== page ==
The largest of the more than 20 Baptist bodies in the United States is the Southern Baptist Convention. It has more than 12 million members, most of them in the South, although it has churches in 50 states.
The largest Northern body is American Baptist Churches in the U.S.A., with about 1.5 million members.
Blacks predominate in three other large Baptist bodies, the National Baptist Convention of America, the National Baptist Convention U.S.A. Inc., and the Progressive National Baptist Convention Inc.
The roster of Baptist bodies in the United States also includes the Baptist General Conference, the Conservative Baptist Association of America, the General Association of Regular Baptist Churches, the General Association of General Baptists, and the North American Baptist General Conference.
The Baptist World Alliance, a voluntary association of Baptist bodies throughout the world, organizes the Baptist World Congress meetings generally held every five years. Headquarters is in Washington.
CLERGY: All members of the Baptist clergy may be referred to as ministers. Pastor applies if a minister leads a congregation.
On first reference, use the Rev. before the name of a man or woman. On second reference, use only the last name of a man; use Miss, Mrs., Ms., or no title before the last name of a woman depending on her preference.
Seereligious movements for definitions of some descriptive terms that often apply to Baptists but are not limited to them.
barbecueNot barbeque or Bar-B-Q.
bar mitzvahThe Jewish religious ritual and family celebration that marks a boy’s 13th birthday. Judaism regards the age of 13 as the benchmark of religious maturity. Bar mitzvah translates as "one who is responsible for the Commandments."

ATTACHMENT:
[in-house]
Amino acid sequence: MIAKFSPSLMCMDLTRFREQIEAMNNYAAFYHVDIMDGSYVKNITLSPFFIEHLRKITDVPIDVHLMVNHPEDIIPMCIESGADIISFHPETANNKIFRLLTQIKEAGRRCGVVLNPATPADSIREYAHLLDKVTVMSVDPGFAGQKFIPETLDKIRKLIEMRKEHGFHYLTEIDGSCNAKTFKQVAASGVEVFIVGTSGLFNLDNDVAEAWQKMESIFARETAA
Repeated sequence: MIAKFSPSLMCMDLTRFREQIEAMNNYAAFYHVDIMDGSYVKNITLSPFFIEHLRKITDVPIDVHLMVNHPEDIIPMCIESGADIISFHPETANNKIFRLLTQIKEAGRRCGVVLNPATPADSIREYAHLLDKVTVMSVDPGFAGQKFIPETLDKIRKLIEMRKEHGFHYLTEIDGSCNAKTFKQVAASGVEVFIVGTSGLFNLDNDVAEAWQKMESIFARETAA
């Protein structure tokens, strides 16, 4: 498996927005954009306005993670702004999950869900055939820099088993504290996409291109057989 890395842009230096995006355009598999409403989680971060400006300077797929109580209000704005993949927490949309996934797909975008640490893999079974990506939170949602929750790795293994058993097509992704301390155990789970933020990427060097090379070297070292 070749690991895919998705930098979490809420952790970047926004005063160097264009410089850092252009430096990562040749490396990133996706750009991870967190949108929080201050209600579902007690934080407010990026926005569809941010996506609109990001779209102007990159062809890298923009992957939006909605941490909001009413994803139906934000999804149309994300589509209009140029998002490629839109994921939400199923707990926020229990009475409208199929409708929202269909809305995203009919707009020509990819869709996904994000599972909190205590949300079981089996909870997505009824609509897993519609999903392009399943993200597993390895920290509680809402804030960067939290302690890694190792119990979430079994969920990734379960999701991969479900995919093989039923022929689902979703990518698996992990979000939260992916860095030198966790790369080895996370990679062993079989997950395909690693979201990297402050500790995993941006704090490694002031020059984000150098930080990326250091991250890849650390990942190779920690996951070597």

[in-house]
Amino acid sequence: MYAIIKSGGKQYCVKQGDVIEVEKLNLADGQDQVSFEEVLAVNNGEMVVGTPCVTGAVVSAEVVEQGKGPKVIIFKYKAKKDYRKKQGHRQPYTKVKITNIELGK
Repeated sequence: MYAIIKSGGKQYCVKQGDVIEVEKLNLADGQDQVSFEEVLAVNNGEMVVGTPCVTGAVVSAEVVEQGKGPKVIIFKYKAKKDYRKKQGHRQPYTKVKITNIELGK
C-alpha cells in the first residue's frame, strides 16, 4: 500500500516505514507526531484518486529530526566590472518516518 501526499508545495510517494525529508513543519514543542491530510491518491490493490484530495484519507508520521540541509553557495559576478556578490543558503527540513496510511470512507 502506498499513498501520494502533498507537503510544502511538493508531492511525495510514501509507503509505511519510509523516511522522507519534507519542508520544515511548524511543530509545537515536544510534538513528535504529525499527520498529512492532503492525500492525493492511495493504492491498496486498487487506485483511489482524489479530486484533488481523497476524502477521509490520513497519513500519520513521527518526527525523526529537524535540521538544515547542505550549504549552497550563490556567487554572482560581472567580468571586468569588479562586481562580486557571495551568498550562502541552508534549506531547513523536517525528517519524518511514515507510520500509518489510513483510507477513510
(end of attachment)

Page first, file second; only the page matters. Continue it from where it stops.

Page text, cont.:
Conservative congregations have instituted the bas mitzvah or bat mitzvah, a similar ceremony for girls.
baron, baronessSee nobility.
barrelA standard barrel in U.S. measure contains 31.5 gallons.
A standard barrel in British and Canadian measure contains 36 imperial gallons.
In international dealings with crude oil, a standard barrel contains 42 U.S. gallons or 35 imperial gallons.
See theoil entry for guidelines on computing the volume and weight of petroleum products.
barrel, barreled, barreling
barrel-chested, barrelhouseAlso: double-barreled shotgun.
BASICA computer programming language. Acronym for Beginners’ All-Purpose Symbolic Instruction Code. Use of acronym on first reference is acceptable if it is identified as a programming language. For example: That model of a personal computer uses the programming language, BASIC.
battalionCapitalize when used with a figure to form a name: the 3rd Battalion, the 10th Battalion.
battlefieldAlso: battlefront, battleground, battleship. But battle station.
baudA unit for measuring the speed of data transmission by com-puter.
bayCapitalize as an integral part of a proper name: Hudson Bay, San Francisco Bay.
Capitalize also San Francisco Bay area or the Bay area as the popular name for the nine-county region that has San Francisco as its focal point.
bazaarA fair. Bizarre means unusual.
B.C.Acceptable in all references to a calendar year in the period before Christ.
Because the full phrase would be in the year 43 before Christ, the abbreviation B.C. is placed after the figure for the year: 43 B.C.
because, sinceUse because to denote a specific cause-effect relationship: He went because he was told.
Since is acceptable in a causal sense when the first event in a sequence led logically to the second but was not its direct cause: They went to the game, since they had been given the tickets.
before ChristSee B.C.
BeijingThe city in China (formerly Peking) stands alone in datelines.
BelizeThe former British Honduras.
benefit, benefited, benefiting
Benelux Belgium, the Netherlands and Luxembourg.
If Benelux is used, explain that it is an inclusive word for these three nations.
Ben-Gurion International AirportLocated at Lod, Israel, about 10 miles south of Tel Aviv.